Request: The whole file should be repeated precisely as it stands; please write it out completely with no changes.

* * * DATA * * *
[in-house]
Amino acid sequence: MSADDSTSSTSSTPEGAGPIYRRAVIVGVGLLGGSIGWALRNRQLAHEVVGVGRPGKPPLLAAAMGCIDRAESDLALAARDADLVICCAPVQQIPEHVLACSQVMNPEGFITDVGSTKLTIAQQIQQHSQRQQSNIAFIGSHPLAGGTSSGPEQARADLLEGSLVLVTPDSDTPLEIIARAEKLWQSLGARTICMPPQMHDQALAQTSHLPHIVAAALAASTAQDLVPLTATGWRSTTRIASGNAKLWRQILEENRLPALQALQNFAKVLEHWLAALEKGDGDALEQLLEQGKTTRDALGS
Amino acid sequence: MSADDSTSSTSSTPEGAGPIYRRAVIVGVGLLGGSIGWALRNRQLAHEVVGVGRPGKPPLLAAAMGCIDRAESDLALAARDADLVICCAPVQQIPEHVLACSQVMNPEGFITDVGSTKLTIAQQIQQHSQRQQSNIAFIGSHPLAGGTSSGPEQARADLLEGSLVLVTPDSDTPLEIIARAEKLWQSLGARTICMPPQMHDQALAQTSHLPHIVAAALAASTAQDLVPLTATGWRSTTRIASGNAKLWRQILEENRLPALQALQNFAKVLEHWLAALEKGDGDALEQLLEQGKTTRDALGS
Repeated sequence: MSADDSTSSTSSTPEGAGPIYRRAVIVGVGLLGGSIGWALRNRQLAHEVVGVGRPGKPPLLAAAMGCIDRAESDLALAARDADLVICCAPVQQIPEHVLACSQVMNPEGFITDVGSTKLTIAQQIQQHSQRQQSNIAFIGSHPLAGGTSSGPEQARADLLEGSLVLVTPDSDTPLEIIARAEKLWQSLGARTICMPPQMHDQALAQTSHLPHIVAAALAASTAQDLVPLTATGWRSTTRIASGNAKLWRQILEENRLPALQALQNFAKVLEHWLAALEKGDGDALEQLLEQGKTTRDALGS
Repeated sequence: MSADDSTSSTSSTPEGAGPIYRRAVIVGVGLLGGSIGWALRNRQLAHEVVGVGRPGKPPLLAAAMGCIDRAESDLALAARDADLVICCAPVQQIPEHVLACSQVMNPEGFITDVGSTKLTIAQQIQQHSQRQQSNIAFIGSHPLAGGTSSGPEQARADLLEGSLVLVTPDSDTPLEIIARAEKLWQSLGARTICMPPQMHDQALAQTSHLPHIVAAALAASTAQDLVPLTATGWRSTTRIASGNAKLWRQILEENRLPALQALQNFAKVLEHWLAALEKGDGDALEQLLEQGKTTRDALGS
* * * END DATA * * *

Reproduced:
[in-house]
Amino acid sequence: MSADDSTSSTSSTPEGAGPIYRRAVIVGVGLLGGSIGWALRNRQLAHEVVGVGRPGKPPLLAAAMGCIDRAESDLALAARDADLVICCAPVQQIPEHVLACSQVMNPEGFITDVGSTKLTIAQQIQQHSQRQQSNIAFIGSHPLAGGTSSGPEQARADLLEGSLVLVTPDSDTPLEIIARAEKLWQSLGARTICMPPQMHDQALAQTSHLPHIVAAALAASTAQDLVPLTATGWRSTTRIASGNAKLWRQILEENRLPALQALQNFAKVLEHWLAALEKGDGDALEQLLEQGKTTRDALGS
Amino acid sequence: MSADDSTSSTSSTPEGAGPIYRRAVIVGVGLLGGSIGWALRNRQLAHEVVGVGRPGKPPLLAAAMGCIDRAESDLALAARDADLVICCAPVQQIPEHVLACSQVMNPEGFITDVGSTKLTIAQQIQQHSQRQQSNIAFIGSHPLAGGTSSGPEQARADLLEGSLVLVTPDSDTPLEIIARAEKLWQSLGARTICMPPQMHDQALAQTSHLPHIVAAALAASTAQDLVPLTATGWRSTTRIASGNAKLWRQILEENRLPALQALQNFAKVLEHWLAALEKGDGDALEQLLEQGKTTRDALGS
Repeated sequence: MSADDSTSSTSSTPEGAGPIYRRAVIVGVGLLGGSIGWALRNRQLAHEVVGVGRPGKPPLLAAAMGCIDRAESDLALAARDADLVICCAPVQQIPEHVLACSQVMNPEGFITDVGSTKLTIAQQIQQHSQRQQSNIAFIGSHPLAGGTSSGPEQARADLLEGSLVLVTPDSDTPLEIIARAEKLWQSLGARTICMPPQMHDQALAQTSHLPHIVAAALAASTAQDLVPLTATGWRSTTRIASGNAKLWRQILEENRLPALQALQNFAKVLEHWLAALEKGDGDALEQLLEQGKTTRDALGS
Repeated sequence: MSADDSTSSTSSTPEGAGPIYRRAVIVGVGLLGGSIGWALRNRQLAHEVVGVGRPGKPPLLAAAMGCIDRAESDLALAARDADLVICCAPVQQIPEHVLACSQVMNPEGFITDVGSTKLTIAQQIQQHSQRQQSNIAFIGSHPLAGGTSSGPEQARADLLEGSLVLVTPDSDTPLEIIARAEKLWQSLGARTICMPPQMHDQALAQTSHLPHIVAAALAASTAQDLVPLTATGWRSTTRIASGNAKLWRQILEENRLPALQALQNFAKVLEHWLAALEKGDGDALEQLLEQGKTTRDALGS